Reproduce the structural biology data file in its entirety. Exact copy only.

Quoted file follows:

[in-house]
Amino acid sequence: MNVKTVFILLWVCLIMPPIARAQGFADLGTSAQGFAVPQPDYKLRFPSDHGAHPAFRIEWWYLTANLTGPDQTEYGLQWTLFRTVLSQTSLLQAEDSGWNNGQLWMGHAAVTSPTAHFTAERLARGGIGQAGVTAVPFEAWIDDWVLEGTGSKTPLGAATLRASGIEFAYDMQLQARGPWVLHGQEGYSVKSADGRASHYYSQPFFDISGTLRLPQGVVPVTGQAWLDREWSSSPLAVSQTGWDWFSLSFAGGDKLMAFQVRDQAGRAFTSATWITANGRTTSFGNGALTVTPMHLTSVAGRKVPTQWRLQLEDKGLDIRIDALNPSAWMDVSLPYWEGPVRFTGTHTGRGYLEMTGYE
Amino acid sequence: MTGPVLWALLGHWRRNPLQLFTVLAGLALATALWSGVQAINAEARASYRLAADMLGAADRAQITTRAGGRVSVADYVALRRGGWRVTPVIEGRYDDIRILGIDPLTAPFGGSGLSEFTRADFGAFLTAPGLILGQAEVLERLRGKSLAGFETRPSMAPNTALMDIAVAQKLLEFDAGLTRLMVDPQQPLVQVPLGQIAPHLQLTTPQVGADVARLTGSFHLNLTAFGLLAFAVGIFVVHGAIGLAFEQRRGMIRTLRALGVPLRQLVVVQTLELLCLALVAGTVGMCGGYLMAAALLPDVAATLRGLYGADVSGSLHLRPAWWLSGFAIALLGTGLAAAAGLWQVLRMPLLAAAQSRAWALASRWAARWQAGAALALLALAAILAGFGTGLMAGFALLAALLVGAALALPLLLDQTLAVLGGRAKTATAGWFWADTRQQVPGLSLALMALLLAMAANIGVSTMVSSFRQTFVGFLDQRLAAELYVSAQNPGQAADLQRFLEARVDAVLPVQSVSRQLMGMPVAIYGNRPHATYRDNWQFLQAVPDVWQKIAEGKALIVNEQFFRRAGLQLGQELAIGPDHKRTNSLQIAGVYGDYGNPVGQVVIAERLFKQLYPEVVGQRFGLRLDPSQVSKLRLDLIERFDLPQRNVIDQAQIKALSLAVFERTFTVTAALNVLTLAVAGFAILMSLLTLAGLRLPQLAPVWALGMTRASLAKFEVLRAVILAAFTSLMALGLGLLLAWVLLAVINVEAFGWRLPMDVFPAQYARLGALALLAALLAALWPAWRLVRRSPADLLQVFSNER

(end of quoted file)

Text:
[in-house]
Amino acid sequence: MNVKTVFILLWVCLIMPPIARAQGFADLGTSAQGFAVPQPDYKLRFPSDHGAHPAFRIEWWYLTANLTGPDQTEYGLQWTLFRTVLSQTSLLQAEDSGWNNGQLWMGHAAVTSPTAHFTAERLARGGIGQAGVTAVPFEAWIDDWVLEGTGSKTPLGAATLRASGIEFAYDMQLQARGPWVLHGQEGYSVKSADGRASHYYSQPFFDISGTLRLPQGVVPVTGQAWLDREWSSSPLAVSQTGWDWFSLSFAGGDKLMAFQVRDQAGRAFTSATWITANGRTTSFGNGALTVTPMHLTSVAGRKVPTQWRLQLEDKGLDIRIDALNPSAWMDVSLPYWEGPVRFTGTHTGRGYLEMTGYE
Amino acid sequence: MTGPVLWALLGHWRRNPLQLFTVLAGLALATALWSGVQAINAEARASYRLAADMLGAADRAQITTRAGGRVSVADYVALRRGGWRVTPVIEGRYDDIRILGIDPLTAPFGGSGLSEFTRADFGAFLTAPGLILGQAEVLERLRGKSLAGFETRPSMAPNTALMDIAVAQKLLEFDAGLTRLMVDPQQPLVQVPLGQIAPHLQLTTPQVGADVARLTGSFHLNLTAFGLLAFAVGIFVVHGAIGLAFEQRRGMIRTLRALGVPLRQLVVVQTLELLCLALVAGTVGMCGGYLMAAALLPDVAATLRGLYGADVSGSLHLRPAWWLSGFAIALLGTGLAAAAGLWQVLRMPLLAAAQSRAWALASRWAARWQAGAALALLALAAILAGFGTGLMAGFALLAALLVGAALALPLLLDQTLAVLGGRAKTATAGWFWADTRQQVPGLSLALMALLLAMAANIGVSTMVSSFRQTFVGFLDQRLAAELYVSAQNPGQAADLQRFLEARVDAVLPVQSVSRQLMGMPVAIYGNRPHATYRDNWQFLQAVPDVWQKIAEGKALIVNEQFFRRAGLQLGQELAIGPDHKRTNSLQIAGVYGDYGNPVGQVVIAERLFKQLYPEVVGQRFGLRLDPSQVSKLRLDLIERFDLPQRNVIDQAQIKALSLAVFERTFTVTAALNVLTLAVAGFAILMSLLTLAGLRLPQLAPVWALGMTRASLAKFEVLRAVILAAFTSLMALGLGLLLAWVLLAVINVEAFGWRLPMDVFPAQYARLGALALLAALLAALWPAWRLVRRSPADLLQVFSNER